I also like what Talon is suggesting, even if I don't think oldbies are dominating their niches as he says. There absolutely should be skill appropriate hustles, for both corpies and mixers, at different stages of their progression. I don't think oldbies have been stepping on newbies for their hustle much (my perspective, anyway) but newbies should be competing primarily with newbies, midbies with midbies, and so on, with the occasional punching up or punching down as is required by RP or to keep things fresh. I think that's the key to making people take risks, is letting them know they've got a chance.
If any player actually wants more conflict they should want cheaper gear, a flatter skill curve, a mitigation against death losses, a weaker IC legal structure, and more players to be encouraged to play in the same confines (ie. more encouragement for non-combat characters to play in the Mix).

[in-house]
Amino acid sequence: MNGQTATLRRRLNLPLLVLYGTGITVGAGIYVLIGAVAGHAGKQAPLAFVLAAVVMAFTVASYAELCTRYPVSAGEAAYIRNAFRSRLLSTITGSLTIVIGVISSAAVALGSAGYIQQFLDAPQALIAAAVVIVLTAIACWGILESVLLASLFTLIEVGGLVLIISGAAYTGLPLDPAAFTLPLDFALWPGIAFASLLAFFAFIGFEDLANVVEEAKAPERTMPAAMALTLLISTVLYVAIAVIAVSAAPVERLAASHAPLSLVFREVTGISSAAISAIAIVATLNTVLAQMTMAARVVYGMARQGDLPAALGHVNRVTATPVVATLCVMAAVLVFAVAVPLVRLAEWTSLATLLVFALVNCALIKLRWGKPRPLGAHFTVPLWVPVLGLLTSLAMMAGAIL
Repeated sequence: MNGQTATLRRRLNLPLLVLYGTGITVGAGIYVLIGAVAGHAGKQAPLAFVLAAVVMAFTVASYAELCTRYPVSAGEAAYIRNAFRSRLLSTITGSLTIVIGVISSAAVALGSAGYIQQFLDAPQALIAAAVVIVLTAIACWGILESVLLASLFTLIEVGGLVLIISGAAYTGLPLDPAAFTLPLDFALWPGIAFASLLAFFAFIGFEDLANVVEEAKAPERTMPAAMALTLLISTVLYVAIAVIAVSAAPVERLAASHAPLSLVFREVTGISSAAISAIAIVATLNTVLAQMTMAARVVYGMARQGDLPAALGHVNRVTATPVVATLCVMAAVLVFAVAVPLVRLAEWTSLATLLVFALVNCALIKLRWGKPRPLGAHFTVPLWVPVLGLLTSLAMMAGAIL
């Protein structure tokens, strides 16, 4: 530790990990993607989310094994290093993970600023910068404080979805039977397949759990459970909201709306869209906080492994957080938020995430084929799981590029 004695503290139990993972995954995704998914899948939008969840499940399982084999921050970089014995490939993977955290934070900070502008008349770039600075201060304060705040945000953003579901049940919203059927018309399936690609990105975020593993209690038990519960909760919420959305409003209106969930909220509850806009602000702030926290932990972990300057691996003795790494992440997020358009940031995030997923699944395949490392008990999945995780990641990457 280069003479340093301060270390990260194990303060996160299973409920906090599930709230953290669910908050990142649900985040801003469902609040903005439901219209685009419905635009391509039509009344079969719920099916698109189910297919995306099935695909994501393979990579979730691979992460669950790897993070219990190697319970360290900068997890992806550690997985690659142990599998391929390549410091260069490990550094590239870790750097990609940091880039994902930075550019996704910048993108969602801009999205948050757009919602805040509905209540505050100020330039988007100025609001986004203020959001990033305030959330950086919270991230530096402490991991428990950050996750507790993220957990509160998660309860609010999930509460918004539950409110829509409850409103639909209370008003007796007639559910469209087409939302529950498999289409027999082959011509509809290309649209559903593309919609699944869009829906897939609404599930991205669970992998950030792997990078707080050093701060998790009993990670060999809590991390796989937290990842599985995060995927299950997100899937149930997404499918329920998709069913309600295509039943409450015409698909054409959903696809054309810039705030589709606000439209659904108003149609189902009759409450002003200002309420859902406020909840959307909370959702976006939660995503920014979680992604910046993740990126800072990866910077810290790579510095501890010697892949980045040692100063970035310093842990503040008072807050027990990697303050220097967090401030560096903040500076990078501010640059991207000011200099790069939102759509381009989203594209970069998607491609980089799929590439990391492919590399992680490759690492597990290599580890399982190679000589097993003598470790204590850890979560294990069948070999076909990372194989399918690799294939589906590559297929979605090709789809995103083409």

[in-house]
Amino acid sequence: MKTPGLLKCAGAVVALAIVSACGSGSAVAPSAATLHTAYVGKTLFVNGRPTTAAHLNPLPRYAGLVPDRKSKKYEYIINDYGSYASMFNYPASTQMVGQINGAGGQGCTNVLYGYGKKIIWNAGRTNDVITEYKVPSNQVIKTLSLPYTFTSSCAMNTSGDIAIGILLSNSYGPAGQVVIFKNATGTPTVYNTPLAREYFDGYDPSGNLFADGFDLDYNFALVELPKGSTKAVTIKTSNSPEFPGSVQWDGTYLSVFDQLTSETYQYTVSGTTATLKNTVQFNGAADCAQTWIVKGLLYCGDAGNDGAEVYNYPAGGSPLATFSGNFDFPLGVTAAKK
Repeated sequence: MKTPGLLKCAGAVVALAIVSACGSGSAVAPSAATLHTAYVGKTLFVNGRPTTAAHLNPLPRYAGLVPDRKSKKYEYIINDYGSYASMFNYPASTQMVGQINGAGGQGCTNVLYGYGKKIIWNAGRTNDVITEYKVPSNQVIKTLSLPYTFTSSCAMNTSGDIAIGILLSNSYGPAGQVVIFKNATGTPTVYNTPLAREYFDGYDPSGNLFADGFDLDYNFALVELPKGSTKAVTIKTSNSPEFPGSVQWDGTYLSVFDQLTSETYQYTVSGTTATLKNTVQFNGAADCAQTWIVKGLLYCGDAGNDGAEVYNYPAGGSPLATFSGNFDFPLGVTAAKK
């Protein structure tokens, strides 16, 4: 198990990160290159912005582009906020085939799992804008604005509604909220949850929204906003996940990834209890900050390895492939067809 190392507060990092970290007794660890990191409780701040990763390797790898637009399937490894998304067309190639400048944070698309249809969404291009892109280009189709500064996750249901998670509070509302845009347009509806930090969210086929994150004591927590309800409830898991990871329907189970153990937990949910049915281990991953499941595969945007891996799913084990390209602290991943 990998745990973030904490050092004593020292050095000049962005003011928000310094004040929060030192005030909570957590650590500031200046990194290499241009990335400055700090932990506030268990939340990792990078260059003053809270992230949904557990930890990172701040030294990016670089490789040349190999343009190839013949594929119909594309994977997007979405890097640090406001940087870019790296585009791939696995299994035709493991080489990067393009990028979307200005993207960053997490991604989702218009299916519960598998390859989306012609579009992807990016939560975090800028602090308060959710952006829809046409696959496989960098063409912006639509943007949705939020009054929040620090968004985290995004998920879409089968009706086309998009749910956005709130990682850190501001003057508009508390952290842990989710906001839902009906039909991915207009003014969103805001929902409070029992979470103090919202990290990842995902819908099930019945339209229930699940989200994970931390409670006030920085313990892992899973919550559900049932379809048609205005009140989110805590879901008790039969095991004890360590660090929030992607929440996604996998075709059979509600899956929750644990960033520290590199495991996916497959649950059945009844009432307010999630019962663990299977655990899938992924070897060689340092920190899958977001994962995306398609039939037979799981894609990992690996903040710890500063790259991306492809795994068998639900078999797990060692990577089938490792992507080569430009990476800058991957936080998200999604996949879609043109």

But there's some taboo against asking for things to be made easier, so we get threads like this instead and move in the opposite direction.
It's almost like there's a lot going on, nobody can see everything, and the only possible objectivity exists on the other side of the admin curtain.
There's only one thing which makes people who want things to be different in this regard not dare to go out and find or make that which they want.